I know, it’s Tuesday and it’s a bit late, but I thought I’d just look back to the weekend and ruminate on the events in Azerbaijan now that the Eurovision circus has blown in, then back out of town again.
Poor old Eng. Once again we found ourselves (almost) as pointless and friendless as we have done in previous years. On Sunday morning the inevitable inquests began. But this year they were noticeably muted. Why? Perhaps we knew that the outcome in Baku wasn’t that much of a surprise, for several reasons. First, fielding a 76 year old was always a risky strategy, even one with a long career and a big fan base. I suspect that that latter reason was something of a post hoc rationalisation for the choice, and was clutching at straws a bit. The song itself was a fairly muted affair, as was the stage direction: unfussy, black, understated. Perhaps not the way to go given that we were first on, a veritable kiss of death at the best of times. However, the performance itself was fine. He didn’t risk the big note across the key change that turns up on the recording, but he still did a creditable job: a proper trooper. And there were some other, more memorable moments: Bjork’s mental Albanian cousin; Sweden’s Claudia Winkleman-alike belting out Europop while trying to dance like circa-1978 Kate Bush, not to mention the eternal car crash that is Jedward (nuff said) dressed like aliens from the Smash adverts. Still, by the end of the evening Spain, Greece and even Italy could all breathe a collective sigh of relief that next years’ show wouldn’t be heading their way.
Then of course, there’s the voting. Once again there were the predictable grumbles about bloc voting. Perhaps there was, and some of it might be political. The real reasons for voting patterns are much more prosaic: audiences in countries vote for the music that’s most familiar to them. Slavic audiences vote for things that are recognisably Slavic; so do Hellenic audiences. And Scandinavian ones. And, if we would only admit it, Western Europe. Look at the votes we give the Irish year after year, and the Irish give us some too. But we’re isolated in relative terms, lacking these large families of similar countries and cultures to group around. Of course we’re going to lose out there. But this hasn’t stopped the Eurovision winner’s list looking very varied over the last 15 years (the last time the UK actually won it), when critics claim the block vote has been most prevalent. In the end, the song that wins is usually the one that most people like, much like Sweden’s this year: a pre-show favourite.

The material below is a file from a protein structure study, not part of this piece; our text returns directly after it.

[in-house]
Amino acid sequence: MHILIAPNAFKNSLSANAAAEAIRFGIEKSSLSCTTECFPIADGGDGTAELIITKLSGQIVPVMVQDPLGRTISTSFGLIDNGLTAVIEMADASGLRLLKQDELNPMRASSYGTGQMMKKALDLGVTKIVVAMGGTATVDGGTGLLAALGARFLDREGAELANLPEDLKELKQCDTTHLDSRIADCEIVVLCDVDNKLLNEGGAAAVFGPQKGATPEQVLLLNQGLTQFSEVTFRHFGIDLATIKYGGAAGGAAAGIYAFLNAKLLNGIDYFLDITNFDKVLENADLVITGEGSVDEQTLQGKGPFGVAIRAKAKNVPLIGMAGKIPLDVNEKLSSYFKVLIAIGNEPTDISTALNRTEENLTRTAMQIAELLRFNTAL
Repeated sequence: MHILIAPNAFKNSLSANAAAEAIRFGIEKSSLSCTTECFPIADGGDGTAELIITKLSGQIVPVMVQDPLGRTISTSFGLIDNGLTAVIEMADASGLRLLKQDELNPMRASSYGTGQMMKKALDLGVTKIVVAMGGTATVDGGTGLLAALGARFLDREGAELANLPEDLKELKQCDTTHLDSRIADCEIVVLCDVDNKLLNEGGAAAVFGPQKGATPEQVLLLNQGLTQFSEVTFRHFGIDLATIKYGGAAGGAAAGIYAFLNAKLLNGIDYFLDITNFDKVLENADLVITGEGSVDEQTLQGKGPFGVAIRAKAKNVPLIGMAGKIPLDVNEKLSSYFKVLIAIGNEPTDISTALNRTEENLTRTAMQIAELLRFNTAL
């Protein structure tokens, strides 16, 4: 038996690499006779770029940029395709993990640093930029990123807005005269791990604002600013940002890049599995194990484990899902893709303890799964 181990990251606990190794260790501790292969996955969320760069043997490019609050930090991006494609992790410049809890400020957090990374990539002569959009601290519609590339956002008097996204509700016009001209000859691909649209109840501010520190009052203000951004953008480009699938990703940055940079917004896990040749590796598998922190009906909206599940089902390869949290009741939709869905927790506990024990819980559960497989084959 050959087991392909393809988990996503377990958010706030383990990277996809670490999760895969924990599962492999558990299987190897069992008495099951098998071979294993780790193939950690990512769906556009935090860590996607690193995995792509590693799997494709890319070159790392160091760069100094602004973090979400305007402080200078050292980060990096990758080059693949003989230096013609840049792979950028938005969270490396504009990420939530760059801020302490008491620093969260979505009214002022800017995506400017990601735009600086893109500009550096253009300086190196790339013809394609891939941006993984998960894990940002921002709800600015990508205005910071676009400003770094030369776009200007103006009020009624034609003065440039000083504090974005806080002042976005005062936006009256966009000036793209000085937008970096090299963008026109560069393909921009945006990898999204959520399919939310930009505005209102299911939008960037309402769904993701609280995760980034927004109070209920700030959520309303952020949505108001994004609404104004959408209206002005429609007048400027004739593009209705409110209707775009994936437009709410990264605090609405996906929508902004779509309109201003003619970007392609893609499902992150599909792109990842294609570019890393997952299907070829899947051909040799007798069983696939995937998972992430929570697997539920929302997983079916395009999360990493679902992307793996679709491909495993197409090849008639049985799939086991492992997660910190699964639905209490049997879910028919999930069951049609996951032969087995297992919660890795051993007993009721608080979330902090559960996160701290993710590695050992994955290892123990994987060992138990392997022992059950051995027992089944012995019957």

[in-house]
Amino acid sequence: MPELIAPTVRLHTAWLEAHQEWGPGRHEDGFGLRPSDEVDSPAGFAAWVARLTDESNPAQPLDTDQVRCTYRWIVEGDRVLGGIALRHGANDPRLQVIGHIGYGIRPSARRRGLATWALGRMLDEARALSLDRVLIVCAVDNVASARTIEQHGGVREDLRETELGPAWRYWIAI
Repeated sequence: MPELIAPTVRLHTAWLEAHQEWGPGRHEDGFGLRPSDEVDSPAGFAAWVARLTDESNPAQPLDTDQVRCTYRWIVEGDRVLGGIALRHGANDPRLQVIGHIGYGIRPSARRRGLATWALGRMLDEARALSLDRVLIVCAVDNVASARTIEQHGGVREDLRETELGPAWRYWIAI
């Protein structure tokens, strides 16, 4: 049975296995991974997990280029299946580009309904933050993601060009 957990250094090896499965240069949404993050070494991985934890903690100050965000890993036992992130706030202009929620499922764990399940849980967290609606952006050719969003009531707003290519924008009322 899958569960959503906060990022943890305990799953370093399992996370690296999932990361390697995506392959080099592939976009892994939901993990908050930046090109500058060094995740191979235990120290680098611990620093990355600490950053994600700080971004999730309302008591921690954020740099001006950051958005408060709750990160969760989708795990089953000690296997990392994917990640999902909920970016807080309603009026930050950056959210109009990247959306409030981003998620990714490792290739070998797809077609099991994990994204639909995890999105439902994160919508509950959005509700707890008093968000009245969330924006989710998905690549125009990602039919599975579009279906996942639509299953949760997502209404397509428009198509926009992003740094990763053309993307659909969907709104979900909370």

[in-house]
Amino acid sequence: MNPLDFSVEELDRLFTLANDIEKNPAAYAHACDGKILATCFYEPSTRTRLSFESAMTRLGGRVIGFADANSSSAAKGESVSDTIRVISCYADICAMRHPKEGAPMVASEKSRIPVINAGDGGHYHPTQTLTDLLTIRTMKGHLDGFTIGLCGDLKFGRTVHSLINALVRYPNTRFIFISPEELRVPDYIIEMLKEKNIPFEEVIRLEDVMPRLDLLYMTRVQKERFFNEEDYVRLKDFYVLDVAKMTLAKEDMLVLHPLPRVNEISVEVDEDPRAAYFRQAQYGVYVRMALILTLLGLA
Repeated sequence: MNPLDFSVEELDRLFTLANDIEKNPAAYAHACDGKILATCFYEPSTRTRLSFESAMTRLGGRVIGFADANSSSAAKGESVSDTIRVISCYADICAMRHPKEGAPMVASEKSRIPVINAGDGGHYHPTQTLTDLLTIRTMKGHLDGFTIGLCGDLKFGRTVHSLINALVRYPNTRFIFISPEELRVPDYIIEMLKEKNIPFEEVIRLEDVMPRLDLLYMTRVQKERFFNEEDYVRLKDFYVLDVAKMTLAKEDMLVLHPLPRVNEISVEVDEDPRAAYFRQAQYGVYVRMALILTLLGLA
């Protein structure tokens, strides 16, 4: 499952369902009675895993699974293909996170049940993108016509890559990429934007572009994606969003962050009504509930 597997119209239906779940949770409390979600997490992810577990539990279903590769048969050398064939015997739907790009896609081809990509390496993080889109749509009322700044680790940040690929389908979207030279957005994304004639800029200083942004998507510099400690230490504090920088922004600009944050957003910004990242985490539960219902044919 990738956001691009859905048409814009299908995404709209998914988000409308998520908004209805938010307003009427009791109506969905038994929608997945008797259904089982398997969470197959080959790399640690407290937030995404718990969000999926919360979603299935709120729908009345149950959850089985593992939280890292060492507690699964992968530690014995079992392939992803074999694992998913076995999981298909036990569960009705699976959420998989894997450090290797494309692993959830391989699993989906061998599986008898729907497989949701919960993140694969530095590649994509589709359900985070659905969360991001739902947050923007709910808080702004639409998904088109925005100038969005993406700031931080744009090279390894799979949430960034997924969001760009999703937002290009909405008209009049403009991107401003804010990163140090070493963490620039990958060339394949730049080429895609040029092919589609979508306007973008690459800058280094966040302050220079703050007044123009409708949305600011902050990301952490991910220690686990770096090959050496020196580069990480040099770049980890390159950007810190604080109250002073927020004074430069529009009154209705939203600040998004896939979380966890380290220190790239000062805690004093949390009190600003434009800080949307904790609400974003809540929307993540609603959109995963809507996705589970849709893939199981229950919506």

So, we have to ask: why does the UK do so badly? I think it’s primarily for two reasons, both related to each other. The first is concerned with our relative cultural isolation within Europe. Whether we like it or not, we are in many ways, on the periphery of the European project. In many ways this has been by choice. We have always tried to put distance between ourselves and the more enthusiastic members of the European family.
Just a single generation ago countries like Latvia, Estonia and Lithuania were part of the old Soviet Union. Serbia and Bosnia were still part of a Yugoslavia behind the Iron Curtain. Europe looked very different. Many of these countries emerged into the post-Communist world with blinking and uncertain eyes, in some cases in highly traumatic and tragic circumstances. They pushed to become members of this European family, and now enjoy the rituals that families enjoy. Eurovision is one of those rituals: a communal popular gathering of the family of Europe. Taking part is a big deal, and for that reason it is taken seriously by many of these nations. because it [European-ness] has become an important part of their national identity and psyche.
And then, secondly, there’s us (the UK), where Eurovision is largely seen as a camp, slight joke. Our attitude to the competition is perhaps noted by some of our European friends and our entries are treated in a commensurate way. We send entries that sit firmly in the safe, Light Entertainment end of the spectrum and try to second guess what it is the continent wants, instead of just choosing something peculiarly British that we just, unironically, like. Just think of Jemini or Scooch if you doubt that for a moment. Even our TV and radio commentaries, as professional as they are, are laced with a peculiar whiff of irony and a sense that we’re laughing behind our collective hands at the whole endeavour. No wonder no one wants to vote for us.
Still, off to Stockholm next year: let’s see what we put forward for consideration next time…